Advertisement

Archive for Sunday, June 8, 2014

Last Navajo Code Talker, who recently died, had special connection to KU

June 8, 2014

Advertisement

Chester Nez, 91, the last survivor of the original 29 World War II Navajo Code Talkers, received a Bachelor of Fine Arts from Kansas University in 2012 in a recognition ceremony at the Lied Center pavilion. Code Talkers transmitted messages in a code based on the Navajo language that was never broken. Nez was a Marine serving in the Pacific Theater.

Chester Nez, 91, the last survivor of the original 29 World War II Navajo Code Talkers, received a Bachelor of Fine Arts from Kansas University in 2012 in a recognition ceremony at the Lied Center pavilion. Code Talkers transmitted messages in a code based on the Navajo language that was never broken. Nez was a Marine serving in the Pacific Theater.

Chester Nez, the last surviving Navajo Code Talker who died last week at the age of 93, had a special connection to Kansas University.

In 2012, the former Marine who helped the United States win decisive battles in World War II received his degree from KU 60 years after leaving the school.

"Chester was thrilled to get his 'sheepskin,' and a couple of times I saw him grin and tell people he was a Jayhawk," said Judith Avila, who co-authored Nez's memoir, "Code Talker."

She said 'Papa,' as Nez was called, always had a soft spot in his heart for Kansas. "He loved the rolling green hills of eastern Kansas. As a matter of fact, his last trip was to Pittsburg, Kansas, over Memorial Day weekend," she said.

During World War II, Nez was one of the original 29 Navajo "Code Talkers," who devised a military code based on the complex and rarely spoken Navajo language.

The code was used to relay battle instructions during the Allied assault in the Pacific. The lives of tens of thousands of American soldiers depended on the accuracy of the Code Talkers and inability of the Japanese to crack it. Ironically, Nez had been forbidden to speak his native language while in boarding school.

Nez was on the front lines in the Pacific and recounts the horrors of war in his memoir told to Avila. Before landing at Guadalcanal as he trudged past dead bodies, he struggled to justify going to war with his Navajo beliefs to try to find balance with each person in the world.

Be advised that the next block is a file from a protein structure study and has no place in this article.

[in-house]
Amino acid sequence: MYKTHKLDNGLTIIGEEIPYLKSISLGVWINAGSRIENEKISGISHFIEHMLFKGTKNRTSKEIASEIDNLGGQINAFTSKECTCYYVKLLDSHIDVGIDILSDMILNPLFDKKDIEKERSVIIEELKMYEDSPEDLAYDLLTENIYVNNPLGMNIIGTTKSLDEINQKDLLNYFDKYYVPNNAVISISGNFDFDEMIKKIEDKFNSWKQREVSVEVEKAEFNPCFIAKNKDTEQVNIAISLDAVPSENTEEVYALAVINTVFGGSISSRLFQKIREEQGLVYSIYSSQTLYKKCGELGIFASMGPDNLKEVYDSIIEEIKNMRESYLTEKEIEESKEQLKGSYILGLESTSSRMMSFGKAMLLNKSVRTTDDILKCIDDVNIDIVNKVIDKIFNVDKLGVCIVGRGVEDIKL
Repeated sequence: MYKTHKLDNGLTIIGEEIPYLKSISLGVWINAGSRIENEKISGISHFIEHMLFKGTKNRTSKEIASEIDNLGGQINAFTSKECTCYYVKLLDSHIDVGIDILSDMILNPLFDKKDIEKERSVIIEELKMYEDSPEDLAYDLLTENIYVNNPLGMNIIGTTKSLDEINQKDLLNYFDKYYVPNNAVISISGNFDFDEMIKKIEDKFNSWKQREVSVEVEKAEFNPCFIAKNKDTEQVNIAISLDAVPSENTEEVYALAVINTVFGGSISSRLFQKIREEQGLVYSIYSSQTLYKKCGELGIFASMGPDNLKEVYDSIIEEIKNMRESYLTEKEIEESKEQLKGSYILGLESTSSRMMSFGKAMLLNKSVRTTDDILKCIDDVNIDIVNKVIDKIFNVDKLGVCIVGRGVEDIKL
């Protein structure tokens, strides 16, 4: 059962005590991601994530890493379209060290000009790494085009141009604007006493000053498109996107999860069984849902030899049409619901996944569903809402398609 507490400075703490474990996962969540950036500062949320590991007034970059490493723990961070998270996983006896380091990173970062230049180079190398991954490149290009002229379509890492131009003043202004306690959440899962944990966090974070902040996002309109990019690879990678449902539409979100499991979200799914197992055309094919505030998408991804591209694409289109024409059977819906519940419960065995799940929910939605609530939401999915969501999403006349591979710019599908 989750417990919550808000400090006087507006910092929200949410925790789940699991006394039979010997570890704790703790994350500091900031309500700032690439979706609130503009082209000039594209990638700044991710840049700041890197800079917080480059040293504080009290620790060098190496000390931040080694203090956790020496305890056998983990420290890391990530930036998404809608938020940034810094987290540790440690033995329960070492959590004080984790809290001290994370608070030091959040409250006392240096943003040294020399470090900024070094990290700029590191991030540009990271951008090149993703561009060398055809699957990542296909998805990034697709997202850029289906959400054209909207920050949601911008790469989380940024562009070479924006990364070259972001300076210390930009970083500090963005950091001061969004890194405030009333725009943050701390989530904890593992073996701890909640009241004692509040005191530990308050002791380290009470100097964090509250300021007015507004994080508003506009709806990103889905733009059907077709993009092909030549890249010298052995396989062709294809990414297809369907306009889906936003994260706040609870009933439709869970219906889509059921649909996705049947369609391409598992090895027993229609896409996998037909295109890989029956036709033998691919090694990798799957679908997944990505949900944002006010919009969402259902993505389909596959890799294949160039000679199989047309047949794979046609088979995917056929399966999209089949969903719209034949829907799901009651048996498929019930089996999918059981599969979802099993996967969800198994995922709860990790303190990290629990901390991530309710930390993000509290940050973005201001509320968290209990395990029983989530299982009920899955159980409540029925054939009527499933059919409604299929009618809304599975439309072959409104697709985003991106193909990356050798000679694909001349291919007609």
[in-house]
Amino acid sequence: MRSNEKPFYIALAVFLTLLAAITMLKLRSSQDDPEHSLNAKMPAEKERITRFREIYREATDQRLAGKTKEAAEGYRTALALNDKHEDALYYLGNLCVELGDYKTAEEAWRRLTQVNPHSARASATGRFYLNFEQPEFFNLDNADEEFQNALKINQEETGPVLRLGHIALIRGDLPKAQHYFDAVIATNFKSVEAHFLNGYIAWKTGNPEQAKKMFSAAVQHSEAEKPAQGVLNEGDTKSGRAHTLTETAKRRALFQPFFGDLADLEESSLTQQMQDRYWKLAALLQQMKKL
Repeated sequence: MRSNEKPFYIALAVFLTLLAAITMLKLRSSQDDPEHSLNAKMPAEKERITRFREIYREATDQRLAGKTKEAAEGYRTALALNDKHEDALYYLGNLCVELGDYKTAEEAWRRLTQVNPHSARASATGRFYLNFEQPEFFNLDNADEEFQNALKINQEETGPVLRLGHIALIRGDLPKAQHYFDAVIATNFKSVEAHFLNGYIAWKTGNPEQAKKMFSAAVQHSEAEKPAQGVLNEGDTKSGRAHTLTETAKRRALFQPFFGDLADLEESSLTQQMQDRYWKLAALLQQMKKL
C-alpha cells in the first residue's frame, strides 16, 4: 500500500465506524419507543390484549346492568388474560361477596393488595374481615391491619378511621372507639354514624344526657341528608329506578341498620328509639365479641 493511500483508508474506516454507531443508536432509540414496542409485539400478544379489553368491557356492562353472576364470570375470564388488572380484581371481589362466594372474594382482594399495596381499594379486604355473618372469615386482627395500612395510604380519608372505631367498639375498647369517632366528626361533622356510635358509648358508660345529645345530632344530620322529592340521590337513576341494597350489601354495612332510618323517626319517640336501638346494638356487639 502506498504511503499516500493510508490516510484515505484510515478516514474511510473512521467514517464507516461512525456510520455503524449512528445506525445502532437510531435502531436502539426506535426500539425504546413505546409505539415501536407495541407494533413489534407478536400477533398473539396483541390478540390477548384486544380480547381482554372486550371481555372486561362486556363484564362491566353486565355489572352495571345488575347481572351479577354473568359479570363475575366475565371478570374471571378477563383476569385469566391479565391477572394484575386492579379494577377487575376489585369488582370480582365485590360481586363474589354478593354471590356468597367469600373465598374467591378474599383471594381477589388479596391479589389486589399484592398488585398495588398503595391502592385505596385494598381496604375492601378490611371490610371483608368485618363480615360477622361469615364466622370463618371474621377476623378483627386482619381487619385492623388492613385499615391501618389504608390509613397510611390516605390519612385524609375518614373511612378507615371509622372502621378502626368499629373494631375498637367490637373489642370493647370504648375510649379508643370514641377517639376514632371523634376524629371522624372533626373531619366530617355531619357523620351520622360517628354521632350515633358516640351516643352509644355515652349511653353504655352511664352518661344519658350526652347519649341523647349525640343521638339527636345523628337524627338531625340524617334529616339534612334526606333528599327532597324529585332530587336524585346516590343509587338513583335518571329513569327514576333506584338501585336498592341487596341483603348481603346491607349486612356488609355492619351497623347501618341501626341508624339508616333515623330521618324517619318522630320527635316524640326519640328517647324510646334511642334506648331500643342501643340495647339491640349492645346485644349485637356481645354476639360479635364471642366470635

"I reminded myself that my Navajo people had always been warriors, protectors. In that there was honor. I would concentrate on being a warrior, on protecting my homeland. Within hours, whether in harmony or not, I knew I would join my fellow Marines in the fight," he said in his memoir.

After the war, Nez attended KU to study art, but his GI benefits ran out. Meanwhile, the Code Talkers' work during the war was kept classified until 1968.

Nez went to Albuquerque, N.M., where he worked at the Veterans' Administration hospital. As the story of the Code Talkers eventually came to light, numerous accolades rolled in. In 2001, Nez was personally presented with the Congressional Gold Medal by President George W. Bush.

Several years ago, Mary Brownback, first lady of Kansas, had read about Nez and the book "Code Talker, " and invited Nez to the state's annual book festival. When she heard about Nez having to leave KU before he finished his degree, she and Gov. Sam Brownback shared that story with KU Chancellor Bernadette Gray-Little, "and she took it from there," Mary Brownback said.

KU officials determined that Nez's credit hours plus other courses he took entitled him to a degree.

Danny Anderson, KU's dean of the College of Liberal Arts and Sciences, said, "It was unfortunate that KU was not able to help Mr. Nez complete his degree in 1952 when he had to abandon his studies for lack of funding. We have a new approach to scholarships today to remove this kind of obstacle. When Mr. Nez came to our attention, I felt that we should not abandon him again."

During a special Veteran's Day ceremony at KU in 2012, Nez received his Bachelor of Fine Arts degree as several hundred people packed into the Lied Center pavilion and gave him a standing ovation.

"He was a man who didn't leave things undone, so getting his degree closed the 'school' chapter of his life in a very satisfying way," Avila said.

Comments

Use the comment form below to begin a discussion about this content.

Commenting has been disabled for this item.